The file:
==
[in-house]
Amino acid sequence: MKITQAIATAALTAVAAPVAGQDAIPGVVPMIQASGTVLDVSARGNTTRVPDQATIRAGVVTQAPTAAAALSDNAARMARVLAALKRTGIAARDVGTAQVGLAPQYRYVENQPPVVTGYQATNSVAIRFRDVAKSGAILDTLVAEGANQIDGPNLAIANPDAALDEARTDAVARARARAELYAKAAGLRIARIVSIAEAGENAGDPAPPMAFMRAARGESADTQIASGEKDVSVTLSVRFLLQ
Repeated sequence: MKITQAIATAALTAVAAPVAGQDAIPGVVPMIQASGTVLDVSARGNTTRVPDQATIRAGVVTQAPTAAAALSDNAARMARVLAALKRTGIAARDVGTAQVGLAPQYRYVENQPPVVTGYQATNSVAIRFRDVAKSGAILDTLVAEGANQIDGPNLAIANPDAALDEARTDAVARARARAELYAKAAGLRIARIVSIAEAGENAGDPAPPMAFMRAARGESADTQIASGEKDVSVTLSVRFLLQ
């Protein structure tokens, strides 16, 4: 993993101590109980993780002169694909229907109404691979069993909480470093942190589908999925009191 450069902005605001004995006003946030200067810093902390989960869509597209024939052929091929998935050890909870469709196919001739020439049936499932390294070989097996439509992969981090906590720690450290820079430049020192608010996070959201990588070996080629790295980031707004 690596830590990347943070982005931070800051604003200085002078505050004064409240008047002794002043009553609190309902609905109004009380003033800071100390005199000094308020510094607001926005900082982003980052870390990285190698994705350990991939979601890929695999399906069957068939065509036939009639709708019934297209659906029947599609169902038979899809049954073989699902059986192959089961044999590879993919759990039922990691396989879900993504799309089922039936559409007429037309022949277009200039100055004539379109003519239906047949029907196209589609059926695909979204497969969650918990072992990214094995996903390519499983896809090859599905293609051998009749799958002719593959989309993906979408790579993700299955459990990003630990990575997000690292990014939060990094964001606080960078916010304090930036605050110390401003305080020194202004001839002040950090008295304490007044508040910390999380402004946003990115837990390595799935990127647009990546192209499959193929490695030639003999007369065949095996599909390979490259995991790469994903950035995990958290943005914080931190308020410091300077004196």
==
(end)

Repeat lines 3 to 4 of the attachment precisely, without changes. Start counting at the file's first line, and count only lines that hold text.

Repeated sequence: MKITQAIATAALTAVAAPVAGQDAIPGVVPMIQASGTVLDVSARGNTTRVPDQATIRAGVVTQAPTAAAALSDNAARMARVLAALKRTGIAARDVGTAQVGLAPQYRYVENQPPVVTGYQATNSVAIRFRDVAKSGAILDTLVAEGANQIDGPNLAIANPDAALDEARTDAVARARARAELYAKAAGLRIARIVSIAEAGENAGDPAPPMAFMRAARGESADTQIASGEKDVSVTLSVRFLLQ
């Protein structure tokens, strides 16, 4: 993993101590109980993780002169694909229907109404691979069993909480470093942190589908999925009191 450069902005605001004995006003946030200067810093902390989960869509597209024939052929091929998935050890909870469709196919001739020439049936499932390294070989097996439509992969981090906590720690450290820079430049020192608010996070959201990588070996080629790295980031707004 690596830590990347943070982005931070800051604003200085002078505050004064409240008047002794002043009553609190309902609905109004009380003033800071100390005199000094308020510094607001926005900082982003980052870390990285190698994705350990991939979601890929695999399906069957068939065509036939009639709708019934297209659906029947599609169902038979899809049954073989699902059986192959089961044999590879993919759990039922990691396989879900993504799309089922039936559409007429037309022949277009200039100055004539379109003519239906047949029907196209589609059926695909979204497969969650918990072992990214094995996903390519499983896809090859599905293609051998009749799958002719593959989309993906979408790579993700299955459990990003630990990575997000690292990014939060990094964001606080960078916010304090930036605050110390401003305080020194202004001839002040950090008295304490007044508040910390999380402004946003990115837990390595799935990127647009990546192209499959193929490695030639003999007369065949095996599909390979490259995991790469994903950035995990958290943005914080931190308020410091300077004196």